More than 400 National Union of Metal Workers of South Africa members are striking for wage increases at the Bellville South community centre. File picture: Armand Hough / African News Agency (ANA)
More than 400 National Union of Metal Workers of South Africa members are striking for wage increases at the Bellville South community centre. File picture: Armand Hough / African News Agency (ANA)

Numsa members on strike after employers refuse to budge on wage demands

By Mwangi Githahu Time of article published Oct 6, 2021

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Cape Town – More than 400 workers affiliated with the National Union of Metalworkers of South Africa (Numsa) in the Western Cape have joined their 300 000 comrades in a national strike after wage negotiations reached a deadlock with the Steel and Engineering Industries Federation of Southern Africa (Seifsa).

During a rally at the Community Centre in Bellville South yesterday, members said the salary increases currently being offered by employers in the engineering sector would not improve their lives.

At the rally, speakers condemned engineering sector employers, saying they benefited from the sacrifices that workers made last year when a standstill agreement was signed, and no increases were given in order to cushion the industry against the ravages of Covid-19.

South African Federation of Trade Unions (Saftu) provincial secretary Andre Adams said the striking workers should prepare for a fight, and that the federation was in talks about how they could support the Numsa strike.

“This is because soon all employers in all sectors will be backing lower wages, especially if they succeed with you.

“It is important that you organise yourselves and that each company represented here should know that you do not touch a metal worker, because a metal worker is the industry.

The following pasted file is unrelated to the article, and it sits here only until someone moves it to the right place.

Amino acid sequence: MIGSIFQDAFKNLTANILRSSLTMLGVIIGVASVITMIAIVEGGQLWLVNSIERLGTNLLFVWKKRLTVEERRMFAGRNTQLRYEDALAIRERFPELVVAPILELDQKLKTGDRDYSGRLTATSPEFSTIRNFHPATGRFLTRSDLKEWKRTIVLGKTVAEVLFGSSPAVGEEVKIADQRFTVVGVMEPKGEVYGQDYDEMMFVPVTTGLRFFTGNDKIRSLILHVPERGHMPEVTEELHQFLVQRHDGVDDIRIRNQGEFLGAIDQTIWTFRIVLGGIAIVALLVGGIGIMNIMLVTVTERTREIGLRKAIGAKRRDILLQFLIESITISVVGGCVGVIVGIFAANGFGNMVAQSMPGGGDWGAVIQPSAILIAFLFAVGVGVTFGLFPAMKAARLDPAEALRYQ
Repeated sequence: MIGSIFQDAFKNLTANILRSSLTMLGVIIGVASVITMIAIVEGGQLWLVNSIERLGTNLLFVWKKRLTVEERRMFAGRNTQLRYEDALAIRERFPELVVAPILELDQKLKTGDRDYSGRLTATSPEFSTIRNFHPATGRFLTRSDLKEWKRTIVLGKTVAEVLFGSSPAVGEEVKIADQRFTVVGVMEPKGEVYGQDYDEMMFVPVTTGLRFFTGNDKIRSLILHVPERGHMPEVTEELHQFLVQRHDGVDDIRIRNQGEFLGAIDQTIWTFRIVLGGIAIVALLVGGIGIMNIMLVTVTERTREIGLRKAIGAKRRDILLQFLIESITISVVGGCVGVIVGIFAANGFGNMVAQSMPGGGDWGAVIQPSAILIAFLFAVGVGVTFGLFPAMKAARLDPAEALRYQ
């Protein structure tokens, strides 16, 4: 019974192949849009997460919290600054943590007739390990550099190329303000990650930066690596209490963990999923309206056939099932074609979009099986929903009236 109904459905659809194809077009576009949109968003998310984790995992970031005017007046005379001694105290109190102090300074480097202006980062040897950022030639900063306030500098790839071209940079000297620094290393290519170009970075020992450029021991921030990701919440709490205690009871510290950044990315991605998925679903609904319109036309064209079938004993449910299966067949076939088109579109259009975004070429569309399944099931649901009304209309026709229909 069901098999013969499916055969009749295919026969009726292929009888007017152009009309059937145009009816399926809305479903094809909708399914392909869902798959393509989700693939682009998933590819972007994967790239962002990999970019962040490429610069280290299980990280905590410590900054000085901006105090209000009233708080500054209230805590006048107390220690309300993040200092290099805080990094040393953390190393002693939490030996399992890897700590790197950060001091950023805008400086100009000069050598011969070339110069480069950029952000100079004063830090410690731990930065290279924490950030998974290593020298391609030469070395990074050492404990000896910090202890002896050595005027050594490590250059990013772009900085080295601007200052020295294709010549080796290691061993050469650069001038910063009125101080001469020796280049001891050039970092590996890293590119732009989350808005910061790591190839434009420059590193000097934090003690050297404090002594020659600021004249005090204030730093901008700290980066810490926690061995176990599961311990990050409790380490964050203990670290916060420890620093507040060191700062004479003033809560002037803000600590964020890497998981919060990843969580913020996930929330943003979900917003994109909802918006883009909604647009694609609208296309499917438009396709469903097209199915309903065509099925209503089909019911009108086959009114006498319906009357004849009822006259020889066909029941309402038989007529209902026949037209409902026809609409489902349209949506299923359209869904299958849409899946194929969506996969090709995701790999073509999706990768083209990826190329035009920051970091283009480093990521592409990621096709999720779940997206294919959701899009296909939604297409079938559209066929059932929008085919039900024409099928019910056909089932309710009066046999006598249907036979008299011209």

“As Saftu, we have to support our national office bearers, and all of Saftu is supporting the metal workers. All our workers are supporting you,” said Adams.

In their memorandum of demands to employers at the the Metal and Engineering Industries Bargaining Council, Numsa is demanding an 8% wage increase in the first year, and a 2% above-inflation increase in the subsequent two years, but employers only offered a 4% increase for the first year.

Asked what had led to the strike, Numsa national spokesperson Phakamile Hlubi-Majola said: “We have gone further than employers in compromising on the demands we have made.

’’By the time we came to the figure of 8%, we had compromised on an initial demand, where we moved from 15% to 8%.

“We moved from a one-year agreement to a three-year agreement. They opened with a 4.4% offer, and that’s where they stayed. They haven’t tweaked or shifted, and that is not negotiation,” said Hlubi-Majola.

The National Union of Mineworkers (NUM) has, meanwhile, lent its support to Numsa.

NUM Metal Sector co-ordinator Mawonga Madolo said: “Workers in this sector have made significant contributions to keep the industry afloat during the Covid-19 pandemic. They have endured wage cuts and short working hours, among other things.

“Furthermore, these workers were subjected to a zero wage increase for the year 2020/21. With all these sacrifices by workers, on the other hand the employer gained profits during the same period.”

Meanwhile, Siefsa chief executive Lucio Trentini said that they would try as hard as they could “to mitigate the effect of that industry stoppage”, but the industry’s ability to function would be severely impaired if all workers downed tools and employers implemented a lockout.

Trentini said that the sector could not be allowed to go through a strike like the one in 2014 when operations stopped for a month, costing the sector R300 million and the economy, generally, more than R6 billion.

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Cape Argus

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